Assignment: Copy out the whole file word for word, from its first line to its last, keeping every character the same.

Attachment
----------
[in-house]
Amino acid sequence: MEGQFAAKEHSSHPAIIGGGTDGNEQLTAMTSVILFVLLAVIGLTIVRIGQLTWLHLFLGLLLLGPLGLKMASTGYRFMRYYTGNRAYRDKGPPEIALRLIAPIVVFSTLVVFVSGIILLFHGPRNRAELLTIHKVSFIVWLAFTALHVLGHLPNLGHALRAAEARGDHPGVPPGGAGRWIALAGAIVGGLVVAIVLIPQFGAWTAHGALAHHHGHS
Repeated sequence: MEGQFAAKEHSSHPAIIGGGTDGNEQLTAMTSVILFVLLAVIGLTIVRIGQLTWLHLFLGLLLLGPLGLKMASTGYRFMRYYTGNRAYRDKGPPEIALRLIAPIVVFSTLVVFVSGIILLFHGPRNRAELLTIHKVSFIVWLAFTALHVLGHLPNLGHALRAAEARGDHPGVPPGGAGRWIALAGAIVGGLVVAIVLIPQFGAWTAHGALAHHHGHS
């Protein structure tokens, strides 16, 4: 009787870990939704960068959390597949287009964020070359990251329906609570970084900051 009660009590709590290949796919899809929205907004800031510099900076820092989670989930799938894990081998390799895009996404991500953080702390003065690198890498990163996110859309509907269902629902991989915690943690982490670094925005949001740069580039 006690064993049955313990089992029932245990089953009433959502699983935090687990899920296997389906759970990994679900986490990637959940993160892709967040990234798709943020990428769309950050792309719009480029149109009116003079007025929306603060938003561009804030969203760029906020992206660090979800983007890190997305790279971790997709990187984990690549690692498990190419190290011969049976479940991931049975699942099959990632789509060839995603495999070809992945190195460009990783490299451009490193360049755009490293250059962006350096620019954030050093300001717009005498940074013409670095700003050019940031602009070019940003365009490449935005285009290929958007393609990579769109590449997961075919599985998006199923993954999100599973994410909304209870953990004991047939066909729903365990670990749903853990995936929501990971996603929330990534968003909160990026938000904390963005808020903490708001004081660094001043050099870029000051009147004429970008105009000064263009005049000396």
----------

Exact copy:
[in-house]
Amino acid sequence: MEGQFAAKEHSSHPAIIGGGTDGNEQLTAMTSVILFVLLAVIGLTIVRIGQLTWLHLFLGLLLLGPLGLKMASTGYRFMRYYTGNRAYRDKGPPEIALRLIAPIVVFSTLVVFVSGIILLFHGPRNRAELLTIHKVSFIVWLAFTALHVLGHLPNLGHALRAAEARGDHPGVPPGGAGRWIALAGAIVGGLVVAIVLIPQFGAWTAHGALAHHHGHS
Repeated sequence: MEGQFAAKEHSSHPAIIGGGTDGNEQLTAMTSVILFVLLAVIGLTIVRIGQLTWLHLFLGLLLLGPLGLKMASTGYRFMRYYTGNRAYRDKGPPEIALRLIAPIVVFSTLVVFVSGIILLFHGPRNRAELLTIHKVSFIVWLAFTALHVLGHLPNLGHALRAAEARGDHPGVPPGGAGRWIALAGAIVGGLVVAIVLIPQFGAWTAHGALAHHHGHS
């Protein structure tokens, strides 16, 4: 009787870990939704960068959390597949287009964020070359990251329906609570970084900051 009660009590709590290949796919899809929205907004800031510099900076820092989670989930799938894990081998390799895009996404991500953080702390003065690198890498990163996110859309509907269902629902991989915690943690982490670094925005949001740069580039 006690064993049955313990089992029932245990089953009433959502699983935090687990899920296997389906759970990994679900986490990637959940993160892709967040990234798709943020990428769309950050792309719009480029149109009116003079007025929306603060938003561009804030969203760029906020992206660090979800983007890190997305790279971790997709990187984990690549690692498990190419190290011969049976479940991931049975699942099959990632789509060839995603495999070809992945190195460009990783490299451009490193360049755009490293250059962006350096620019954030050093300001717009005498940074013409670095700003050019940031602009070019940003365009490449935005285009290929958007393609990579769109590449997961075919599985998006199923993954999100599973994410909304209870953990004991047939066909729903365990670990749903853990995936929501990971996603929330990534968003909160990026938000904390963005808020903490708001004081660094001043050099870029000051009147004429970008105009000064263009005049000396």